Regarded as one of the most talented officials in President Davis's cabinet, Benjamin served the Confederacy in several positions, first as attorney general, later as secretary of war, and finally as secretary of state. Benjamin's struggles to administer his various offices during the war were complicated by his personal friendship with Davis, a friendship that led many to accuse the president of favoritism. Further complicating Benjamin's duties was his own heritage. A Jew, Benjamin found himself often battling not only the United States government in his official capacities, but anti-Semitism within his own government. In spite of such bigotry, the widespread use of Benjamin's image on Confederate currencies recognized his contributions and underscored his importance to the southern cause.


Thumbnail CSA $5 note depicting Treasury Secretary Charles G. Memminger, 1861.
NCC: CK.56.57
(75 dpi resolution; 150 dpi resolution)

Secretary Memminger (lower left) was unfairly blamed by many southerners for all the ills that beset their currencies. "Memminger has flooded the land with useless Treasury notes," wrote Catherine Edmondston of Halifax County, N.C., in 1863, "[and] sapped the fountainhead of our prosperity" (from Journal of a Secesh Lady: The Diary of Catherine Ann Devereaux Edmondston, 1860-1866. Raleigh: North Carolina Division of Archives and History, 1979.) The growing instability of Confederate money was due to many factors, the most glaring being the South's lack of gold and silver reserves, its weak industrial base, and its mounting setbacks on the battlefront.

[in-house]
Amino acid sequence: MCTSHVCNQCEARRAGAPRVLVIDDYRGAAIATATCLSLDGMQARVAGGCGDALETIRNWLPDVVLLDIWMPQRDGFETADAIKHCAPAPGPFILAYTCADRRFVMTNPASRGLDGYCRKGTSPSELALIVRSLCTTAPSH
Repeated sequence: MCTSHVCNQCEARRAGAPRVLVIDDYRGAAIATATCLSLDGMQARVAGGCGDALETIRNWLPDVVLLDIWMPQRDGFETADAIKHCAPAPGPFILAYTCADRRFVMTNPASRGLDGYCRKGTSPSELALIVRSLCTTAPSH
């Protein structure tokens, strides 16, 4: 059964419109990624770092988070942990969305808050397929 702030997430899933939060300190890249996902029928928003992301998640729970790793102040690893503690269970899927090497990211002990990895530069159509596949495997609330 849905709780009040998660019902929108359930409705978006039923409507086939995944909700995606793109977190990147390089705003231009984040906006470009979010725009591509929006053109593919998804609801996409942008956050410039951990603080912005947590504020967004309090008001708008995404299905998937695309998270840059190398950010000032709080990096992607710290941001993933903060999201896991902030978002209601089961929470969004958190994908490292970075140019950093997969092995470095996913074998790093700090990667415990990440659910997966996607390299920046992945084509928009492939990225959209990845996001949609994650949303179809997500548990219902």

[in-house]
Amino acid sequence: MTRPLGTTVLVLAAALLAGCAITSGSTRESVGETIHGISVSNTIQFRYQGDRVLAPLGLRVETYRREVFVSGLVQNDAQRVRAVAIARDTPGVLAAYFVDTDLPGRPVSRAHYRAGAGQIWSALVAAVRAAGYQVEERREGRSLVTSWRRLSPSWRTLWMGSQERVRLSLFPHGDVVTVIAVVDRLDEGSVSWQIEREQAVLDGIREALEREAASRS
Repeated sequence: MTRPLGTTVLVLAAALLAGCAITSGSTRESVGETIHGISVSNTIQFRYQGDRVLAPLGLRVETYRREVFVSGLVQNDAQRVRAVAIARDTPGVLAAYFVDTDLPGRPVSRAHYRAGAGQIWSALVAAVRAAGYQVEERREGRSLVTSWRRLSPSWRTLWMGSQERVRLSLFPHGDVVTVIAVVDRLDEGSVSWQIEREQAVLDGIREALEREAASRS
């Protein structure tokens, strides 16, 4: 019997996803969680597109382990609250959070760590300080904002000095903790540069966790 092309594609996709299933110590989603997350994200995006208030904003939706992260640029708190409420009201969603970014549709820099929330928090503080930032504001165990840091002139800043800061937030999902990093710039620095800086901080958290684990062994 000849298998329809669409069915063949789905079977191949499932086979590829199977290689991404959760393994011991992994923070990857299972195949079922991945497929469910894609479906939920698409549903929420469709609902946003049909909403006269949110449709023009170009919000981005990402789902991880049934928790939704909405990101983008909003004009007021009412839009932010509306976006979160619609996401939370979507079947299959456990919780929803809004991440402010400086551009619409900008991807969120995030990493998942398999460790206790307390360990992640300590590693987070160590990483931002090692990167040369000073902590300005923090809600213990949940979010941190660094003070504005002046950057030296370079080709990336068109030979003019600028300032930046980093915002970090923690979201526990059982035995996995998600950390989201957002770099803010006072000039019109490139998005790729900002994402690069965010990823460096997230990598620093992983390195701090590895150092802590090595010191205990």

Thumbnail CSA $20 note depicting the State Capitol of Tennessee and Vice President Alexander Stephens, 1864.
NCC: CK.56.787
(75 dpi resolution; 150 dpi resolution)

A native of Georgia, Confederate Vice President Stephens (lower right) had few powers and responsibilities in his position. His most notable official act occurred in February, 1865--months before the end of the war—when he met secretly with President Lincoln and United States Secretary of State John Seward to negotiate peace. These talks proved unsuccessful, for Lincoln refused to accept the condition that the South's independence be recognized by the Union.